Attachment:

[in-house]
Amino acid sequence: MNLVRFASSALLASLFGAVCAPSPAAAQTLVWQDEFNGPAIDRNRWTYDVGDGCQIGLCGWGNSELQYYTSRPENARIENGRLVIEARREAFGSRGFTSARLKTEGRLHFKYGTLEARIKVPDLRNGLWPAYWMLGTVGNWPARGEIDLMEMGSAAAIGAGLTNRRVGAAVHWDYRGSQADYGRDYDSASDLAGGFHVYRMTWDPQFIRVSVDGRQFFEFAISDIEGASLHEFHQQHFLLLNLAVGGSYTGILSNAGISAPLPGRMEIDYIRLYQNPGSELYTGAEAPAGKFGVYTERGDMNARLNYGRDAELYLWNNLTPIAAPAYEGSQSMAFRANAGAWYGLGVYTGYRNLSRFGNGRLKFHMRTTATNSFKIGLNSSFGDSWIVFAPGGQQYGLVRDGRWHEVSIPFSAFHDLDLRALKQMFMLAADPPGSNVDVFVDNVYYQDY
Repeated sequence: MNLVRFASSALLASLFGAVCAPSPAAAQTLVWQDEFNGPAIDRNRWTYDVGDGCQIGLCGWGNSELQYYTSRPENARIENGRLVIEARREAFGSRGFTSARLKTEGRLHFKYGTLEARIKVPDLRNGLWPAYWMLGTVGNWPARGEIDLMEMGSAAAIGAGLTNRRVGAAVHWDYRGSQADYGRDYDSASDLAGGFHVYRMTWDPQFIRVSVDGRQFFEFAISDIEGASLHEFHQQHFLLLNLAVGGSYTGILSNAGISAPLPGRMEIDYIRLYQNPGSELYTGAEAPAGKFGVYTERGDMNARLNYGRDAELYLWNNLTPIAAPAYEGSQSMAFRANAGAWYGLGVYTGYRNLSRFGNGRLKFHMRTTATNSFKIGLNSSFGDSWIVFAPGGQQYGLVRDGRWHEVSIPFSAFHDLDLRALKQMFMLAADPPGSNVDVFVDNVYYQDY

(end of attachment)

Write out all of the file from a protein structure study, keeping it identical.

[in-house]
Amino acid sequence: MNLVRFASSALLASLFGAVCAPSPAAAQTLVWQDEFNGPAIDRNRWTYDVGDGCQIGLCGWGNSELQYYTSRPENARIENGRLVIEARREAFGSRGFTSARLKTEGRLHFKYGTLEARIKVPDLRNGLWPAYWMLGTVGNWPARGEIDLMEMGSAAAIGAGLTNRRVGAAVHWDYRGSQADYGRDYDSASDLAGGFHVYRMTWDPQFIRVSVDGRQFFEFAISDIEGASLHEFHQQHFLLLNLAVGGSYTGILSNAGISAPLPGRMEIDYIRLYQNPGSELYTGAEAPAGKFGVYTERGDMNARLNYGRDAELYLWNNLTPIAAPAYEGSQSMAFRANAGAWYGLGVYTGYRNLSRFGNGRLKFHMRTTATNSFKIGLNSSFGDSWIVFAPGGQQYGLVRDGRWHEVSIPFSAFHDLDLRALKQMFMLAADPPGSNVDVFVDNVYYQDY
Repeated sequence: MNLVRFASSALLASLFGAVCAPSPAAAQTLVWQDEFNGPAIDRNRWTYDVGDGCQIGLCGWGNSELQYYTSRPENARIENGRLVIEARREAFGSRGFTSARLKTEGRLHFKYGTLEARIKVPDLRNGLWPAYWMLGTVGNWPARGEIDLMEMGSAAAIGAGLTNRRVGAAVHWDYRGSQADYGRDYDSASDLAGGFHVYRMTWDPQFIRVSVDGRQFFEFAISDIEGASLHEFHQQHFLLLNLAVGGSYTGILSNAGISAPLPGRMEIDYIRLYQNPGSELYTGAEAPAGKFGVYTERGDMNARLNYGRDAELYLWNNLTPIAAPAYEGSQSMAFRANAGAWYGLGVYTGYRNLSRFGNGRLKFHMRTTATNSFKIGLNSSFGDSWIVFAPGGQQYGLVRDGRWHEVSIPFSAFHDLDLRALKQMFMLAADPPGSNVDVFVDNVYYQDY